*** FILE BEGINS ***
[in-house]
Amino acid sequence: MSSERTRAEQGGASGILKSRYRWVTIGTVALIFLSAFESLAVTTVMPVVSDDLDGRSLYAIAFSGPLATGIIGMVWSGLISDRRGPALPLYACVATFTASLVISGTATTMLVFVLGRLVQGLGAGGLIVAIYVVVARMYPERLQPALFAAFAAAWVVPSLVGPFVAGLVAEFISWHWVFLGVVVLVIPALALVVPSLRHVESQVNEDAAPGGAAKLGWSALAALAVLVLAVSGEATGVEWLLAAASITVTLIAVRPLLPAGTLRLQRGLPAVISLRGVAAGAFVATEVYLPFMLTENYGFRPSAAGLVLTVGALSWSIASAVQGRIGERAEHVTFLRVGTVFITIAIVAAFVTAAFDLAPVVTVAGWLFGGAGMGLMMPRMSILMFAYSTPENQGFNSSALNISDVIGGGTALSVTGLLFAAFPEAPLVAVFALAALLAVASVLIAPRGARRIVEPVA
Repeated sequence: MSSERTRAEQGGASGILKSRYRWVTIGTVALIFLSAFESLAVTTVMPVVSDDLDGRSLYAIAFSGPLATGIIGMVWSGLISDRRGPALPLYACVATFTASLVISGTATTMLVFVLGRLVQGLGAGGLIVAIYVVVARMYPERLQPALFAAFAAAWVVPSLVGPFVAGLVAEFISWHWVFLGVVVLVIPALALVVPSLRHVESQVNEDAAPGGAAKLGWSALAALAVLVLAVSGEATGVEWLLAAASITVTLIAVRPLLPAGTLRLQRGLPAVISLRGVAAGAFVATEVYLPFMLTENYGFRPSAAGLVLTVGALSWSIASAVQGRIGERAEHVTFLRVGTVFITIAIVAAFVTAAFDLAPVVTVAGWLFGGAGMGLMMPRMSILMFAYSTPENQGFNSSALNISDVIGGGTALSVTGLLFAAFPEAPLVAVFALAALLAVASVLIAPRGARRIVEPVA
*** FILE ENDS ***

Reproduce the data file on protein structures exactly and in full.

[in-house]
Amino acid sequence: MSSERTRAEQGGASGILKSRYRWVTIGTVALIFLSAFESLAVTTVMPVVSDDLDGRSLYAIAFSGPLATGIIGMVWSGLISDRRGPALPLYACVATFTASLVISGTATTMLVFVLGRLVQGLGAGGLIVAIYVVVARMYPERLQPALFAAFAAAWVVPSLVGPFVAGLVAEFISWHWVFLGVVVLVIPALALVVPSLRHVESQVNEDAAPGGAAKLGWSALAALAVLVLAVSGEATGVEWLLAAASITVTLIAVRPLLPAGTLRLQRGLPAVISLRGVAAGAFVATEVYLPFMLTENYGFRPSAAGLVLTVGALSWSIASAVQGRIGERAEHVTFLRVGTVFITIAIVAAFVTAAFDLAPVVTVAGWLFGGAGMGLMMPRMSILMFAYSTPENQGFNSSALNISDVIGGGTALSVTGLLFAAFPEAPLVAVFALAALLAVASVLIAPRGARRIVEPVA
Repeated sequence: MSSERTRAEQGGASGILKSRYRWVTIGTVALIFLSAFESLAVTTVMPVVSDDLDGRSLYAIAFSGPLATGIIGMVWSGLISDRRGPALPLYACVATFTASLVISGTATTMLVFVLGRLVQGLGAGGLIVAIYVVVARMYPERLQPALFAAFAAAWVVPSLVGPFVAGLVAEFISWHWVFLGVVVLVIPALALVVPSLRHVESQVNEDAAPGGAAKLGWSALAALAVLVLAVSGEATGVEWLLAAASITVTLIAVRPLLPAGTLRLQRGLPAVISLRGVAAGAFVATEVYLPFMLTENYGFRPSAAGLVLTVGALSWSIASAVQGRIGERAEHVTFLRVGTVFITIAIVAAFVTAAFDLAPVVTVAGWLFGGAGMGLMMPRMSILMFAYSTPENQGFNSSALNISDVIGGGTALSVTGLLFAAFPEAPLVAVFALAALLAVASVLIAPRGARRIVEPVA